Snow Falling on Cedars (1999)There are some aspects of film production knowledge that completely transform the learner's film viewing experience. At the top of my list (based on my experience) are composition (placement of objects and environments in the image, but also including lighting, exposure, and color balance), editing (juxtaposition), and sound editing (especially foley and dialogue editing). After learning about and trying one's hand at these stages of production, there is simply more to see, notice, and look for when viewing a film.
Dog Star Man (1962-64)
I've become increasingly attuned to how much narrative exposition is performed in film via cinematography and framing choices. Almost everything I need to know narratively about how characters, locations, objects and relationships should or will fit into the narrative is explained by the way the camera portrays them.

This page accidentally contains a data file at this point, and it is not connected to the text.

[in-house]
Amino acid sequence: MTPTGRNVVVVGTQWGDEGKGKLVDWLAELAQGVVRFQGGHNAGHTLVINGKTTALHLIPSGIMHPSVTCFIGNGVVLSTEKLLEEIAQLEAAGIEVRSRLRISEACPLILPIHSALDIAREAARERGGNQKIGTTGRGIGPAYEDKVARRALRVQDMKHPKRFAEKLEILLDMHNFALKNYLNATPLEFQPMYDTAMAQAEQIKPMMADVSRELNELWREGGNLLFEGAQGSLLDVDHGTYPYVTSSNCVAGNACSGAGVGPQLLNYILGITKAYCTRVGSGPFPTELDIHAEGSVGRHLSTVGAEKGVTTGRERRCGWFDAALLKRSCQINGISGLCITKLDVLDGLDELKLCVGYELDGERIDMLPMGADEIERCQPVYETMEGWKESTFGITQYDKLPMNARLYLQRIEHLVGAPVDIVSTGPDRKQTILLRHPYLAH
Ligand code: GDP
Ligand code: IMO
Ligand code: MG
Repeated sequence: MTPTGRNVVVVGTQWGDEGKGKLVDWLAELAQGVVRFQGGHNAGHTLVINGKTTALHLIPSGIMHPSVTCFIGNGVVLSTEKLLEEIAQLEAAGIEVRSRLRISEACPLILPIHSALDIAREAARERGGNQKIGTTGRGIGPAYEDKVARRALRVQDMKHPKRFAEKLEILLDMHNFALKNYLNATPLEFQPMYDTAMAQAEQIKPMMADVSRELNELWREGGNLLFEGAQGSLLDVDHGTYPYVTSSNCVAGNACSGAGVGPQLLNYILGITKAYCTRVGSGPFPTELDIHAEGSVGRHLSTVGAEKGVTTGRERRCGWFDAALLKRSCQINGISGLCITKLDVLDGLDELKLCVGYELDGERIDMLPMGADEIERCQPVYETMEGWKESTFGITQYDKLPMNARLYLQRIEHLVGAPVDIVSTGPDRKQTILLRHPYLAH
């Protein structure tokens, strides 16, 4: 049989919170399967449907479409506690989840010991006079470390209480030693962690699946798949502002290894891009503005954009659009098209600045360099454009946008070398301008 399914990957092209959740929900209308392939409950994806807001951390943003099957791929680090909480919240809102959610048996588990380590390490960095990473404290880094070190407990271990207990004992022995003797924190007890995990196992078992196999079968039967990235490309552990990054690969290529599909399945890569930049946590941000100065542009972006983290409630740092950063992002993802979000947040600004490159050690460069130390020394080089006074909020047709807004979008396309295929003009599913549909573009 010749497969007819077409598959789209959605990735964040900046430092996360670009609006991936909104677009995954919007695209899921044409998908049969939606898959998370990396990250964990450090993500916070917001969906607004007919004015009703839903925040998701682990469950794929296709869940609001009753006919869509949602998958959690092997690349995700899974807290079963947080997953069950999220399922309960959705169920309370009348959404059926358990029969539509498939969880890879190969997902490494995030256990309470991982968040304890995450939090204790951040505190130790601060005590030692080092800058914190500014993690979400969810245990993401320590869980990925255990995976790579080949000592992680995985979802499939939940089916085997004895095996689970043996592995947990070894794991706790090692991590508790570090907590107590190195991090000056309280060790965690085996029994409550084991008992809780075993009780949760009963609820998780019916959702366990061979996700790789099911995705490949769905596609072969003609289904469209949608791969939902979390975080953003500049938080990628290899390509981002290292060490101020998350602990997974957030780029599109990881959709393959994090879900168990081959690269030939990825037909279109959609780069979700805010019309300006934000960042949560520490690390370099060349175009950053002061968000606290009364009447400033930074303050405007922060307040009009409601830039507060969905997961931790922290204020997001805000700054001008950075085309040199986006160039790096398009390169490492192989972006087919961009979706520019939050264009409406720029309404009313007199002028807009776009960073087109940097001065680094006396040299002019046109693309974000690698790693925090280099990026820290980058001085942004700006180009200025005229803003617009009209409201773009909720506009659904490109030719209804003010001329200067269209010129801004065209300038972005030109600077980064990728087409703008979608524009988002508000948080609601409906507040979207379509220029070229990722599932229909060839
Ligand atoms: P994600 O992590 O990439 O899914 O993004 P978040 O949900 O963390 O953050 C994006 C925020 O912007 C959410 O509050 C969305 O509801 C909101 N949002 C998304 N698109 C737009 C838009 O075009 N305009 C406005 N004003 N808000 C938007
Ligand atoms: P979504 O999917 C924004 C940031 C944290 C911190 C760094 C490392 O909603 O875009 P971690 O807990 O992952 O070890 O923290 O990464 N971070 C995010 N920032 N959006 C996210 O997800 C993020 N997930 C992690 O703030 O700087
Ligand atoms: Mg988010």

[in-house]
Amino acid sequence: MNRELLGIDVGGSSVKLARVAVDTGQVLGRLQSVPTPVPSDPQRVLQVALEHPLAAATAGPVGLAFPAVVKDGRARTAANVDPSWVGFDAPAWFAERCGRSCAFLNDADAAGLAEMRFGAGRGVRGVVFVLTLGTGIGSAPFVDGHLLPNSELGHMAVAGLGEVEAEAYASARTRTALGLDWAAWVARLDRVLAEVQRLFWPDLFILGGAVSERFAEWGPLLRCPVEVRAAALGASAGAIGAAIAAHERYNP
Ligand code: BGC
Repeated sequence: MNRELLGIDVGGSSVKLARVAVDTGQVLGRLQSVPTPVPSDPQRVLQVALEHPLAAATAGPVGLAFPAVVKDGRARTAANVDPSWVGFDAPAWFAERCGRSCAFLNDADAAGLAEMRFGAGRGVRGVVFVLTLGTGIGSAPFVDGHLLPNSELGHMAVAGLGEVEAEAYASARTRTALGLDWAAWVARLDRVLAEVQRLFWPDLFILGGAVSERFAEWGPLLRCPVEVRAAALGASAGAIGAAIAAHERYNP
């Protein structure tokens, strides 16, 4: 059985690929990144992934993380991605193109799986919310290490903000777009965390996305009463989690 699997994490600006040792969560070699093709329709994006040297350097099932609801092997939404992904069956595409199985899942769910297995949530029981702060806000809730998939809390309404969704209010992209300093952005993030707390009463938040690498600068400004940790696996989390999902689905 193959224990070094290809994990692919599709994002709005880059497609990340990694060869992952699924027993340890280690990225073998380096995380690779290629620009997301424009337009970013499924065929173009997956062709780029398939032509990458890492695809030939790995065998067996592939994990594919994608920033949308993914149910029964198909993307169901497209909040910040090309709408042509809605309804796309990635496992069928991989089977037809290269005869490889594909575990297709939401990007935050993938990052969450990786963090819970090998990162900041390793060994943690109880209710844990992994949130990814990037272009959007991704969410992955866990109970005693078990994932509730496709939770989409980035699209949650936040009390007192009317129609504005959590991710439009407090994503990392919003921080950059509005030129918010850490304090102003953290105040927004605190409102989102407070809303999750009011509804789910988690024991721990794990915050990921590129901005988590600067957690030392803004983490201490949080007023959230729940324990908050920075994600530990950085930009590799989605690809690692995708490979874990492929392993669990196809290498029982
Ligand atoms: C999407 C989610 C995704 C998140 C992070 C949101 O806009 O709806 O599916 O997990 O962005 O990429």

The Piano (1993)
The Tree Of Life (2011)
A Hard Day's Night (1964)
So, reviewing some basic elements of composition and camera operation, I've been impressed at how a little knowledge (introduced early on) can go a long way in reframing a students' relationship with film and video from that point on. It seems to me a potent element of media literacy, and I'm tucking it into my arsenal as such.